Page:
“安静点,海丝特,安静点!”那老人阴沉而严厉地回答说。
  “上天没有赐给我宽恕的品德,我也没有你所说的那种权力。我那早已忘掉的老信仰,如今又回到了我身上,要对我们所做出和所遭受的一切给予解释。由于第一步走歪了,你就种下了邪恶的胚胎;但自从那时起,它也就成了一种阴暗的必然。不过,使我受到伤害的,除非处于一种典型的错觉之中,倒不是罪过;而我呢,虽然从魔鬼的手中夺得了他的职责,但我跟恶魔毕竟不一样。这是我们的命运。让那黑色之花随它去开吧!如今,你去走你的路,随你自己的意愿去处理同那人的关系吧。”他挥了挥手,又继续采集药草了。






十五 海丝特和珠儿

  就这样,罗杰·齐灵渥斯——那个身材畸形的老人,他那张面孔会长时间地萦绕在人们的脑海,想忘都忘不掉——离开了海丝特·白兰,一路弯着腰走开了。他东一处西一处地采集一棵药草或挖掘一个树根,然后装进他挎着的提篮里。他深猫着腰朝前走着,灰白的胡须几乎触到了地面。海丝特在他身后盯视了一小会儿,怀着一种有点想入非非的好奇心,想看清楚早春的嫩草会不会在他脚下枯萎,那一片欣欣向荣的葱翠会不会显出一条枯褐、弯曲的足迹。她不晓得那老人如此勤快地采集的是哪种药草。坟地会不会在他目光的感应下立刻产生邪意,在他手指的一触之下马上生出一种从不知名的毒草来迎接他呢?或者说,大地会不会把每一种良木益草在他接触之后都变成毒木莠草来满足他呢?那普照四方的明亮的太阳是不是也当真能照到他身上呢?或者说,是不是有一圈不样的阴影,当真象看上去的那样,始终伴随着他那畸形的身躯,任凭他走到哪里都如影随形呢?那么,现在他又往哪里去了呢?他会不会突然沉入地下?从而留下一块枯荒之地,很需要经过一段时间,才会看见龙葵、山茱萸、杀生草以及其它种种在这一气候中能够生长的毒草,可怕地滋生蔓延起来。或者说,他会不会展开蝙蝠的翅膀腾空飞去,飞得越高,样子越丑呢?
  “不管是不是罪过,”海丝特.白兰一边继续注视着他的背影,一边狠狠地说,“我反正恨这个人!”
  她为这种感情而自责,但她既不能抑制也不能减少这种感情。为了克制这种感情,她回忆起那些早巳逝去的岁月,那是在遥远的土地上,那时候他每到傍晚便从幽静的书斋中出来,坐在他们家的壁炉旁,沉浸在他妻子容光焕发的娇笑之中。他那时常说,他需要在她的微笑中温暖自己,以便从他那学者的心中驱散长时间埋头书卷所积郁的寒气。这种情景也曾经作为幸福而出现过;但如今,透过她随之而来的生活的悲惨的折射,只能归类于她回忆中最不堪入目的部分了。她惊诧何以会有过这种情景!她惊诧自己何以会最终嫁给了他!她认为,她以前竟然忍受并回握了他那不冷不热的篡握,竟然以自己眉眼和嘴唇的微笑来迎合他的笑意,实在是她最应追悔的罪过。在她看来,罗杰。齐灵渥斯对她的触犯,就是在她不谙世事时便使她误以为追随在他身边便是幸福,而这比起他后来受到的伤害要大得多。
  “是啊,我是恨他!”海丝特又重复了一句,口气更狠了。“他害苦了我!他伤我要比我伤他厉害得多!”
  让那些只赢得女人首肯婚约但没有同时赢得她们内心最深处的激情的男人们发抖吧!他们会象罗杰。齐灵渥斯一样遭到不幸的:因为当某一个比他们更有力的接触唤醒她们的全部感知时,即使是他们当作温暖的现实而要加诸女人的那种平静的满足,那种坚如磐石的幸福形象,都要统统受到指责。但海丝特早就应该对这种不公乎处之泰然了。不公平又能怎样?难道在七年漫长的岁月中,在红字曲折磨下备受痛苦,还悟不出一些仟悔之意吗?
  当她站在那儿盯着老罗杰.齐灵渥斯躬腰驼背的身影时,那瞬间油然而生的心情,在海丝特心头援下了一束黯光,照出了她平时无论如何也不会对自己承认的念头。
  在他走开之后,她才叫孩子回来。
  “珠儿!小珠儿!你在哪儿?”
  珠儿的精神从来十足,当她母亲同那采药老人谈话时,她一直玩得挺带劲。起初,她象前面说的那样,异想天开地和映在水接中的自己的倒影戏耍,招呼那映象出来,由于它不肯前进一步,她便想为自己寻找一条途径进入那不可捉摸的虚幻的天地中去。然而,她很快就发觉,要么是她,要么是那映象,总有一个是不真实的,于是便转身走开去玩更开心的游戏了。她用桦树皮做了许多小船,在上面装好蜗牛壳,让它们飘向大海,其数量之多,胜过新英格兰任何一个商人的船队;可惜大部分都在离岸不远的地方沉没了。她抓着尾巴逮住了一条活鲎鱼,捕获了好几只海星,还把一个水母放到温暖的阳光下融化。后来,她捞起海潮前缘上的白色泡沫,迎风撤去,再一蹦三跳地跟在后面,想在这些大雪花落下之前就抓在手里。接着,她看到一群海鸟在岸上飞来飞去地觅食,这调皮的孩子就拣满一围裙小石子,在岩石间爬着追逐着那些海鸟,投出一颗颗石子,显出不见的身手。珠儿把握十足地相信,她援中了一只白胸脯的小灰鸟,那小鸟带着一只折断的翅膀鼓翼而飞了。可随后这小精灵般的孩子却叹了口气,放弃了这种玩法;因为她伤害了一个如海风或者说和珠儿她本人一样狂野的小家伙,很为此伤心。
  她最后一件事是采集各种海草,给自己做了一条围巾或披肩,还有一圈头饰,把自己打扮成一个小人鱼的模样。她倒是继承了她母亲那种制做服装衣饰的天才。珠儿拿过一片大叶藻给她那身人鱼的装束做最后的点缀:她在自己的胸前,尽力模仿着她所极熟悉的她母亲胸上的装饰,也为自己佩了一个。一个字母“A";,不过不是腥红的,而且鲜绿的!这孩子把下额抵到胸口,怀着奇妙的兴致端详着这一玩艺儿,仿佛她诞生到这个世界上的唯一目的就是弄清其隐秘的含义。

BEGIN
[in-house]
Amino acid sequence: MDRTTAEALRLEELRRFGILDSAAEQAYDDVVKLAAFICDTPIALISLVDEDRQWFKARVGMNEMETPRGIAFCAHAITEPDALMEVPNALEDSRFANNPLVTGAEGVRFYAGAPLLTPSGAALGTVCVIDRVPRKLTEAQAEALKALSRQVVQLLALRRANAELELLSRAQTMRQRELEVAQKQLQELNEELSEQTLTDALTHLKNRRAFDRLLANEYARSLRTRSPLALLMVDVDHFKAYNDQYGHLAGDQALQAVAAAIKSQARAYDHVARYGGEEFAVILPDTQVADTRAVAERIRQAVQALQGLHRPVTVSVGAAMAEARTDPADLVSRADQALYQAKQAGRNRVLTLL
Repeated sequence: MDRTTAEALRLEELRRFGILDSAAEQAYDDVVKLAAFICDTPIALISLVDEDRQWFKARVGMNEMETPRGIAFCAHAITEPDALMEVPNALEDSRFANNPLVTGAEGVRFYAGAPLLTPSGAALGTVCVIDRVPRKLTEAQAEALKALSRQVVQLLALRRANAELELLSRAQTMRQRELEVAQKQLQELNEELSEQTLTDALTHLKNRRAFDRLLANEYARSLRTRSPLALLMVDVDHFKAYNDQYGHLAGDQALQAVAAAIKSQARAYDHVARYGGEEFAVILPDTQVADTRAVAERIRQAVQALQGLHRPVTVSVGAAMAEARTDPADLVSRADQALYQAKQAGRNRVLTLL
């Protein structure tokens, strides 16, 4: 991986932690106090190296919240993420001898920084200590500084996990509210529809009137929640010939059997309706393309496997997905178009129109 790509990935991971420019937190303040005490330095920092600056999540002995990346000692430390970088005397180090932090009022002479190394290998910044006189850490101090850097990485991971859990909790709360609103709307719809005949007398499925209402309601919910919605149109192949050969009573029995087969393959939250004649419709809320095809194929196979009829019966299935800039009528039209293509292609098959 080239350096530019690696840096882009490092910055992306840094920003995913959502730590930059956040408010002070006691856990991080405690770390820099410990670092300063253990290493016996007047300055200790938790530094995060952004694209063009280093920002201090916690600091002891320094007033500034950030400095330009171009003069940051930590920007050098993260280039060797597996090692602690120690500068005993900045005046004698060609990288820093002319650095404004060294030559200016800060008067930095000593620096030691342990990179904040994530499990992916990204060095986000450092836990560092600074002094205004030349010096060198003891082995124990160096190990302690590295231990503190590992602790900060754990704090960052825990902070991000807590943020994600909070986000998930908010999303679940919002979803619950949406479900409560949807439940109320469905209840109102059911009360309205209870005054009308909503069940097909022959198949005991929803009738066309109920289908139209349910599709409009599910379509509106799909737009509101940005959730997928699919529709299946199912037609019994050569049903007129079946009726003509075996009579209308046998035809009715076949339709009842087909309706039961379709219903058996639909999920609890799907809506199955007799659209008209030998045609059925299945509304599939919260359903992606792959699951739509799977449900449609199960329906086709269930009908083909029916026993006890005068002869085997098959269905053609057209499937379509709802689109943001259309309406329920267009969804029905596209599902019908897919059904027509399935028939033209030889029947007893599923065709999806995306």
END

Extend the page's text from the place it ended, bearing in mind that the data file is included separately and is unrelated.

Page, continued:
“我不知道妈妈会不会问我这是什么意思!”珠儿想道。
  就在这时,她听到了她母亲的呼唤,就象一只小海鸟似的一路轻快地跑跳着,来到海丝特.白兰的面前,又跳又笑地用手指着自己胸前的装饰。
  “我的小珠儿,”海丝特沉默了一会儿之后说,“那绿色的字母,在你童稚鲍胸口是没有意义的。不过,我的孩子,你可知道你妈妈非戴不可的这个字母的意思吗?”。
  “知道的,妈妈,”那孩子说。“那是一个大写的A宇。你已经在字帖土教过我了。”
  海丝特目不转睛地盯着她的小脸;然而,孩子那黑眼睛中虽然带着平时极其独特的表情,她却说不准珠儿是否当真把什么意思同那象征联系到了一起。她感到有一种病态的欲望想弄明白这一点。
  “孩子,你知道你妈妈为什么要戴这个字母吗?”
  “我当然知道!”珠儿说着,闪光的眸子紧盯着她母亲的面孔。“这和牧师用手捂住心口都是出于同样的原因!”
  “那究竟是什么原因呢?”海丝特问道,起初还因为孩子那番话荒诞不经而面带微笑;但转念一想,面孔就苍白了。“除去我的心之外,这字母跟别人的心又有什么关系呢?”
  “那我可不知道了,妈妈,我知道的全都说了,”珠儿说道,那神情比平时说话要严肃认真得多。“问问你刚刚同他谈话的那个老头儿吧!他也许能告诉你。不过,现在说真格的,我的好妈妈,这红宇是什么意思呢?——为什么你要在胸前戴着它?——为什么牧师要把手捂在心口上?”
  她用双手握住她母亲的一只手,用她那狂野和任性的个性中少见的一本正经的神情盯着母亲的眼睛。这时海丝特突然闪过一个念头:这孩子也许当真在以她孩提的信任来寻求同自己接近,并且尽其智慧所能来建起一个同情的交汇点。这表现出珠儿的不同往常的另一副面孔。此前,做母亲的虽以极其专一的钟爱爱着她的孩子,却总在告诫自己,且莫指望得到比任性的四月的微风更多的回报——那微风以飘渺的运动来消磨时光,具有一种难以名状的突发的激情,会在心情最好时勃然大怒,当你放它吹进怀中时,经常是给你寒气而不是爱抚;为了补偿这种过失,它有时会出于模糊的目的,以一种值得怀疑的温柔,亲吻你的面颊,轻柔地抚弄你的头发,然后便跑到一边去作别的无所事事的举动,只在你的心中留下一种梦幻般的快感。何况,这还是母亲对她孩子的气质的揣摩呢。至于别的旁观者,恐怕不会看出什么讨人喜欢的品性,只能说出些糟糕得多的评价。但此时闯入海丝特脑海的念头是:珠儿早熟和敏感得出奇,或许已然到了可以作为朋友的年龄,可以尽其所能分担母亲的忧伤,而不会对母女任何一方造成不敬了。在珠儿那小小的混沌的个性中,或许可以见到开始呈现出——也可能从一开始就一直存在着——一种毫无畏缩、坚定不移的气质,一种无拘无束的意志,一种可以培养成自尊心的桀骜不驯的骄傲,而且对许多事物抱有一种极度的轻蔑,而对这些事物如果加以推敲,就可能会发现其甲确有虚伪的污点。她还具有丰富的情感,尽管至今还象末熟的果子那样酸涩得难以入口。海丝特自忖,这个小精灵似的孩子已经具备了这些纯正的秉赋,如若再不能成长为一个高贵的妇人,那就是她从母亲身上继承到的邪恶实在太大了。
  珠儿一味纠缠着要弄清红字之谜,看来是她的一种内在的天性。从她开始懂事的时候起,就对这一问题当作指定的使命来琢磨。海丝特从那时起就常常想象:上天赋予这孩子这种突出的倾向,是有其惩恶扬善的果报意图在内的;但直到最近,她才扪心自问,是否还有一个与那个意图相关的施赐仁慈与恩惠的目的。如果把小珠儿不仅当作一个尘世的孩子,也当‘作一个精神使者,对她抱有忠诚与信任,那么,她难道就不能承担起她的使命,把冷冷地藏在她母亲心中、从而把那颗心变成坟墓的忧伤扫荡净尽吗?——并帮助母亲克制那一度十分狂野、至今仍未死去或入睡、而只是禁锢在同一颗坟墓般的心中的激情呢?此时在海丝特头脑中翻腾的就是这些念头;其印象之活跃生动,不啻在她耳畔低语。而且眼前就有小珠儿,在这段时间里始终用双手握住母亲的手,还仰起脸来望着母亲,同时一而再、再而三地刨根问底。
  “这字母到底是什么意思,妈妈?——你干嘛要戴着它?——牧师干嘛总要用手捂着心口?”
  “我该说什么才好呢?”海丝特心中自忖。“不成!如果这是换取孩子同情的代价,我是不能支付的。”
  于是她开口说话了。
  “傻珠儿,”她说,“这是些什么问题呢?这世上有许多事情是一个小孩子不该问的。我怎么会知道关于牧师的心的事情呢?至于这红字嘛,我戴上是因为金线好看。”
  在过去的七今年头中,海丝特·白兰还从来没有就她胸前的标记说过假话。很可能,那红字虽是一个严苛的符咒,但同时也是一个守护神,不过现在那守护神抛弃了她,正是由于看到了这一点,尽管红字依然严格地守在她心口,但某个新的邪恶已经钻了进去,或者说某个旧的邪恶始终没有被驱逐出来。至于小珠儿呢,那种诚挚的神情很快就从她脸上消失了。
  但那孩子仍不肯就此罢休。在她母亲领她回家的路上,她又问了两三次,在吃晚饭时和海丝特送她上床时又问了两三次,在她象是已经入睡之后又问了一次:珠儿抬起头来,黑眼睛中闪着捣蛋的光芒。
  “妈妈,”她说,“这红字到底是什么意思?”
  第二天一早,那孩子醒来的第一个表示,就是从枕头上猛地把头一始,闷起另外那个问题,不知为什么她总是把那个问题同探询红宇的问题搅在一起——
  “妈妈!——妈妈!——牧师于嘛总用手捂住心口呢?”
  “闭嘴,调皮鬼!”她母亲回答说,语气之严厉,是她以前从来不准自己有的。“别缠我了,要不我就把你关进橱柜里去了!”






十六 林中散步